As we had been driving for six hours by this time having set out from Lucca that morning we bypassed Paestum itself, choosing to stop there on the way back, and continued on to our first destination, Santa Maria di Castellabate, only another half hour south into the Cilento proper. And what a jewel of a place it turned out to be!
I'm sure it’s true for most experienced travelers, but as soon as we reach the sea somewhere new and drive along the waterfront we can immediately sense how enjoyable the next few days will be. Everything contributes to that first impression, from the layout of the town and how well preserved it is, to the type of shops, bars and restaurants along the seafront and even the type of people either just enjoying themselves on holiday or busy with their daily work. Given that we’re in Italy we also like to see a few fishing boats in the harbor rather than a small fleet of mega yachts because then we’ll know that our seafood dinner will be both fresh and reasonably priced.
Unpretentious and a little old-fashioned in the nicest sense of the word were our first thoughts as we drove along the sea front towards the compact town center. No new high-rise apartment buildings or concrete hotels. In fact we didn’t see anything new at all; this is Campania after all, not Tuscany. Lots of simple family restaurants and quiet bars facing across the street to the sea lined with rocks, but rocks big enough to stretch out on, and interspersed with little sandy beaches every so often.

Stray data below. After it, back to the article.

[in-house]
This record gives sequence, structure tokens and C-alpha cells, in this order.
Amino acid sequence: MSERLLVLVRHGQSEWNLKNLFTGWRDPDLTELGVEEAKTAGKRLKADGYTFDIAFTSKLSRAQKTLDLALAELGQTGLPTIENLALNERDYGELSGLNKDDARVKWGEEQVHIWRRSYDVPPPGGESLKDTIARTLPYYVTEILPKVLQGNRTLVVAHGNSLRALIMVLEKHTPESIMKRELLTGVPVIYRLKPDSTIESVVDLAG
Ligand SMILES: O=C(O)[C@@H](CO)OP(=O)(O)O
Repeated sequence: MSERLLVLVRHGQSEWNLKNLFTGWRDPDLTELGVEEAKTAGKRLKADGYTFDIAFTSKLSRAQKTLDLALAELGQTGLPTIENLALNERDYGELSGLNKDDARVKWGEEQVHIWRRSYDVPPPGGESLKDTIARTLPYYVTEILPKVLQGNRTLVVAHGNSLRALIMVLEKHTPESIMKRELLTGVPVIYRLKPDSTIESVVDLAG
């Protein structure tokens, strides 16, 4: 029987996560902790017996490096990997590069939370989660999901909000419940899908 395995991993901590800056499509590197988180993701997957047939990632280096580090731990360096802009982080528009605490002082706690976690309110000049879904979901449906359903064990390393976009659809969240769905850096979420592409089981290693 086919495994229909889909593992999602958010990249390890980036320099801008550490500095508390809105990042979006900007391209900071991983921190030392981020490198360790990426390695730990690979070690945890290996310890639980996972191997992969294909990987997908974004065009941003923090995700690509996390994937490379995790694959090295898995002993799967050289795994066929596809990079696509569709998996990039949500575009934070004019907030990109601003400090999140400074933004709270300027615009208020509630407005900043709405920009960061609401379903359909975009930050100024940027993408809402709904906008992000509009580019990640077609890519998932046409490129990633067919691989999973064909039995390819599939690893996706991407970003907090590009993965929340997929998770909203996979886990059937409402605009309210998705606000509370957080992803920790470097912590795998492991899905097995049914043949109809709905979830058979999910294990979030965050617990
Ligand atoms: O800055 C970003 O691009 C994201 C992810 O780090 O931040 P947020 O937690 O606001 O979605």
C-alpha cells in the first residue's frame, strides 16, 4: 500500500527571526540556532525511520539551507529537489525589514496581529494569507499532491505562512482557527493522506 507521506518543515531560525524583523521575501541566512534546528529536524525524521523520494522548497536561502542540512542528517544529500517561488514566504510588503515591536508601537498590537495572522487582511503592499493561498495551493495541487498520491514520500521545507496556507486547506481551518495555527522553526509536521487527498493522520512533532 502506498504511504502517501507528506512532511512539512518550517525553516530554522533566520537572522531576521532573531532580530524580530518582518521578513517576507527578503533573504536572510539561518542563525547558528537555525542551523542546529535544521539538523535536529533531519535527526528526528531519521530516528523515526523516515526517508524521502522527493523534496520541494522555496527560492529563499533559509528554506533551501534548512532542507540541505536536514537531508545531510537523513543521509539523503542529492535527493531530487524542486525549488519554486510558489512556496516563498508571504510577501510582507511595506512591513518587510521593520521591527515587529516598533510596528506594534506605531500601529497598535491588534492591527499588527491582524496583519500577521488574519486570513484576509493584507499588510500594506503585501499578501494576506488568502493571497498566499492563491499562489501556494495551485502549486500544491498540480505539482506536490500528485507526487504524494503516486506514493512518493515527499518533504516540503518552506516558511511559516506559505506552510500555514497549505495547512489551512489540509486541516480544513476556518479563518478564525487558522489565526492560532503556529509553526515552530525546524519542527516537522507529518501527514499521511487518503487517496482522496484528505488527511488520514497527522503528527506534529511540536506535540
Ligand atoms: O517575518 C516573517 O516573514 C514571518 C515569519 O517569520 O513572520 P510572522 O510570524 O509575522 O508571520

And then you arrive in the delightful center with its two attractive and very clean beaches surrounded by shops, restaurants and cafes, all quite smart looking but still a far cry from those chic northern seaside resorts frequented by the always too well-dressed milanesi. This is a place where Neapolitan families holiday and that alone imbues it with an atmosphere that is both relaxing and effortlessly authentic. Santa Maria is emphatically not trying to be anything other than what it is and for us it hit all the right notes. And as ever in Italy, when you find yourself anywhere from Naples south, the coffee, the pastries, the gelato and the pizza are among the best to be found in all of Italy.
Santa Maria has a few excellent hotels but we chose a bed and breakfast on the top floor of an attractive restored old villa right on the water with its own kitchen and a nice balcony; two actually. We generally prefer an apartment so we can get a take-out for dinner one evening instead of always going to a restaurant and when you’re in a different part of the country an apartment allows you to have your fill of the local street food.